Work-life balance can be like the proverbial monster-under-the-bed. You’ve heard about it, but when you haven’t experienced it for yourself, you begin to doubt its existence. Similarly, many professionals grow up envisioning a life full of purpose, and making a real impact on the world. As we follow traditional career paths, these youthful aspirations can feel increasingly out of reach.
A few years ago, this might have been the outcome for Loui Kou, a former Biomedical engineer who is now more than half-way through earning her teaching credentials. A few years ago, Kou had reached a point in her personal and career life, where she was looking for something more. She knew that she wanted to have a positive impact on children, but she wasn’t sure how to bridge the gap between her STEM career and a role that would allow her to make a difference – until she heard of an organization called EnCorps.
Kou has been gifted in the sciences all her life, so following a career path in engineering had been a natural choice when she completed her schooling. The field of Biomedical engineering was exciting, and her job allowed her to help people through manufacturing biomedical devices. Kou worked in the quality department at her company, ensuring that its processes and products were in compliance with the FDA, among other things. However, a few years ago, Kou began to feel an inkling that something was missing.
“I realized I wasn’t making a direct impact,” she says, “and I wanted to do more”.
As time passed, Kou’s family grew. When her personal responsibilities grew as well, she craved the kind of work-life balance that would facilitate her spending more time with her kids. Without Kou being certain of what to do next, fate stepped in.
Kou heard of a Los Angeles based organization, EnCorps. EnCorps promotes educational equity and works to correct the injustice preventing children in under-resourced communities from accessing a high-quality STEM education. The group accomplishes this by providing STEM professionals who are open to changing careers the opportunity to explore teaching.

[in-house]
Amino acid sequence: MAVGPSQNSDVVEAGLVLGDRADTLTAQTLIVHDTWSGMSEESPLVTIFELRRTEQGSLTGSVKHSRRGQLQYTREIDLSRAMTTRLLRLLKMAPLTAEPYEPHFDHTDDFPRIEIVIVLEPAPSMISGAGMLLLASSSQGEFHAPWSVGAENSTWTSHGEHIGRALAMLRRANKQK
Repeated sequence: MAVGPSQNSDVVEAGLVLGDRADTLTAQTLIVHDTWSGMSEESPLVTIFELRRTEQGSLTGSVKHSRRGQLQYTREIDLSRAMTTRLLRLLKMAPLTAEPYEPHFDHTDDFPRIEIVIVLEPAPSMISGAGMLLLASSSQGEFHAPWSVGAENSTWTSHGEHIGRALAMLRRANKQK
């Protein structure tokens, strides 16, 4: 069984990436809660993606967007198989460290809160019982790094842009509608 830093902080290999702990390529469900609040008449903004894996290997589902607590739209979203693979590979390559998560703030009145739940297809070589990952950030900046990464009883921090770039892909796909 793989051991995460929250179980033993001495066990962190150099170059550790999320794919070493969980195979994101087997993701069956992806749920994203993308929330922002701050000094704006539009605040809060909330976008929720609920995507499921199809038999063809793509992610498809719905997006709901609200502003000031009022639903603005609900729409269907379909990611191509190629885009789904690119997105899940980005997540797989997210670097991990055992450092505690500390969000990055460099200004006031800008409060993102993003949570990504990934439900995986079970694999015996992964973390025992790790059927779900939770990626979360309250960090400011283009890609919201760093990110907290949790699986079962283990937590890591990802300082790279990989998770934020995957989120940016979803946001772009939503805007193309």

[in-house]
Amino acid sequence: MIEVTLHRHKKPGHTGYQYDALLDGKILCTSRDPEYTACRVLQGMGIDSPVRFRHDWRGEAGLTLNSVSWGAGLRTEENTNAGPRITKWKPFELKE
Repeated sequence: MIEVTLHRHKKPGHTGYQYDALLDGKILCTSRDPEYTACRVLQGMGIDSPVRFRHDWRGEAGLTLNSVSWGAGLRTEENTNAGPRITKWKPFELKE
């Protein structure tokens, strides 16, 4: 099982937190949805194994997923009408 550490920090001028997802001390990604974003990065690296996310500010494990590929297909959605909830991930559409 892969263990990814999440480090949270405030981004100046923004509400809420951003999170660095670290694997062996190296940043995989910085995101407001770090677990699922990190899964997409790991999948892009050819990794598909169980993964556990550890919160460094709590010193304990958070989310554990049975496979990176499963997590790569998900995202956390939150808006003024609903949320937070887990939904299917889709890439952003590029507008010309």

EnCorps recruits and supports STEM professionals like Kou, who are performing at the top of their field, to transition to teaching. Kou saw the connection between her specialized engineering skills and the need in under-resourced schools for teachers who can connect with students – particularly students traditionally under-represented in STEM.
“I’m an Asian woman,” she says; “I am the daughter of an immigrant”. Kou instantly saw a clear path to making a real impact in children’s lives, and she took it.
As Kou took her first steps toward teaching, she learned that the process of changing careers, earning her teaching credentials, and interviewing was not without its challenges. But she says that EnCorps has made her experience “much easier”.
EnCorps offers qualified STEM professionals the opportunity to guest teach under the guidance of mentor teachers at one of the organization’s 250+ high-needs partner schools in New York City and key areas in California such as Los Angeles, San Diego, Bay Area as well as Riverside and Sacramento counties, providing hands-on learning for professionals who are considering a career change.
Today, Kou thinks about the ways she will help her students. She intends to leverage her STEM professional experience in the classroom.
“In engineering, it’s all about problem solving and working in groups with productive collaboration,” she observes. “I plan to have a lot of group work and group discussions. One of the things I’ve learned is that high school students only want to be in groups with their friends. In a professional setting, you don’t know everyone. Being professional means focusing, staying on task, and solving the problem together. That’s a key thing that I want to teach my students.”
When she considers how she will ignite a passion in students for engineering, Kou looks earnest when she reflects on current conditions for students. In American public schools, fewer than one-in-ten teachers are from ethnically and racially diverse backgrounds, limiting students from relating to educators or feeling represented in the classroom. There has also been a persistent teacher shortage in STEM subject areas for the last two decades, making it more difficult for students to receive a high level of STEM education.
Kou feels that as an Asian woman in STEM, her presence in the classroom will make a difference. “I can ignite a passion for STEM in my students by just showing up, by being there every day, by being a role model, being enthusiastic about my subject. And I’m really hoping that will rub off”.